- McDonald's plans to make its Happy Meal toys more sustainable by 2025 using renewable, recycled or certified materials like bio-based and plant-derived materials, the company said on Tuesday.
- This move will result in a 90% reduction in fossil fuel-based plastic in its Happy Meal toys from a baseline of 2018, which is equivalent to over 650,000 individuals eliminating plastic from their lives, Jenny McColloch, McDonald's chief sustainability officer, said in a company post.
- This initiative builds upon actions it has taken in other countries, like a transition to more sustainable toys in the United Kingdom, Ireland and France, which resulted in a 30% reduction in virgin fossil fuel-based plastic use since 2018, the company said.
McDonald's move to sustainable Happy Meal toys is part of its larger initiative to reduce plastic pollution across its system, including within its packaging. It also set a goal to source 100% of its guest packaging from renewable, recycled or certified sources by 2025, the company said in August. In 2019, it tested using edible packaging in a 10-day pilot in Germany, and piloted "Green Concept" stores in Canada, which served as incubators for new packaging options and recycling initiatives. McDonald's is also been part of the NextGen Cup Challenge to create more sustainable cups.
The company, which sells more than 1 billion toys a year with its Happy Meals, said this goal was sparked by consumer demand, according to CNBC. McDonald's still plans to offer toys based on movies and classic superheros as it has in the past, as well as board games, McColloch said. The toy switch is not expected to add additional costs to franchisees, according to CNBC. The chain, which has been offering Happy Meals since 1979, also changed its offerings a few years ago to provide fruit, vegetables, low-fat dairy and water to improve the meal's nutritional value.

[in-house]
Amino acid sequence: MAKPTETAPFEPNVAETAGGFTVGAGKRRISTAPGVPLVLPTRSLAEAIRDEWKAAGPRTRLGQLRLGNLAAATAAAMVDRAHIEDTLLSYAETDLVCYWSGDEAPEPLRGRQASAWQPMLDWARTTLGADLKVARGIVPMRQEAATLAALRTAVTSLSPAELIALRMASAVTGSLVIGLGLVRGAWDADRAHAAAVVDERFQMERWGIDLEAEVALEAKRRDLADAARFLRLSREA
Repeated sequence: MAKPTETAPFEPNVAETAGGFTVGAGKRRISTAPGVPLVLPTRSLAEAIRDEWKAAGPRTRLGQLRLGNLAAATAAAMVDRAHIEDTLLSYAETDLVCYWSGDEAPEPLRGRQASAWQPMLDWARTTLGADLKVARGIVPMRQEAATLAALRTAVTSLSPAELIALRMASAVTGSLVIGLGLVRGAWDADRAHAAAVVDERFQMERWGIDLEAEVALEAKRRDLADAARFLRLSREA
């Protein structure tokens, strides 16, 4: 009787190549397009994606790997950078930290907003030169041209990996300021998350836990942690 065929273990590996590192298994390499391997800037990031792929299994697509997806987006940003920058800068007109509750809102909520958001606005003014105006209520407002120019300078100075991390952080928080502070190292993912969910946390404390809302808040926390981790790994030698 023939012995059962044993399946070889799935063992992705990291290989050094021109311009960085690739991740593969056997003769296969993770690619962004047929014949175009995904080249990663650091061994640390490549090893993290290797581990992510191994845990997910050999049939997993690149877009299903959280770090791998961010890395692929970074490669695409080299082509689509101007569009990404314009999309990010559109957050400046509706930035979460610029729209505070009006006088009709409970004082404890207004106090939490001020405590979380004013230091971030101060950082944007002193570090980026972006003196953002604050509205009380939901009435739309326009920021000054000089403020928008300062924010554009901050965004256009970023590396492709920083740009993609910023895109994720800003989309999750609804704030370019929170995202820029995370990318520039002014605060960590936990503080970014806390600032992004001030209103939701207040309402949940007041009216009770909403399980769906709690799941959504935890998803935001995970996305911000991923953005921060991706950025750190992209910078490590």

The new toys are expected to begin rolling out in the U.S in January, CNBC reports. The QSR will also look for ways to recycle the old plastic toys, which could include using the recycled plastic for playgrounds and restaurant trays similar to what the chain has done in the U.K. and Japan, McColloch said, adding that it is also exploring ways to replace traces of virgin plastics in inks and laminates.
McDonald's has been building on its long-standing ESG initiatives. In October, the company created a global impact team and hired Katie Beirne Fallon to be its executive vice president and chief global impact officer, responsible for overseeing the company's philanthropy and ESG strategy. It opened a flagship store in Orlando, Florida, in 2020 that became its first net zero energy restaurant, creating enough on-site renewable energy to cover all of the store's needs. The company has also been a long-time investor in wind and solar energy projects. It also partnered with Ford in 2019 to upcycle coffee waste into car parts.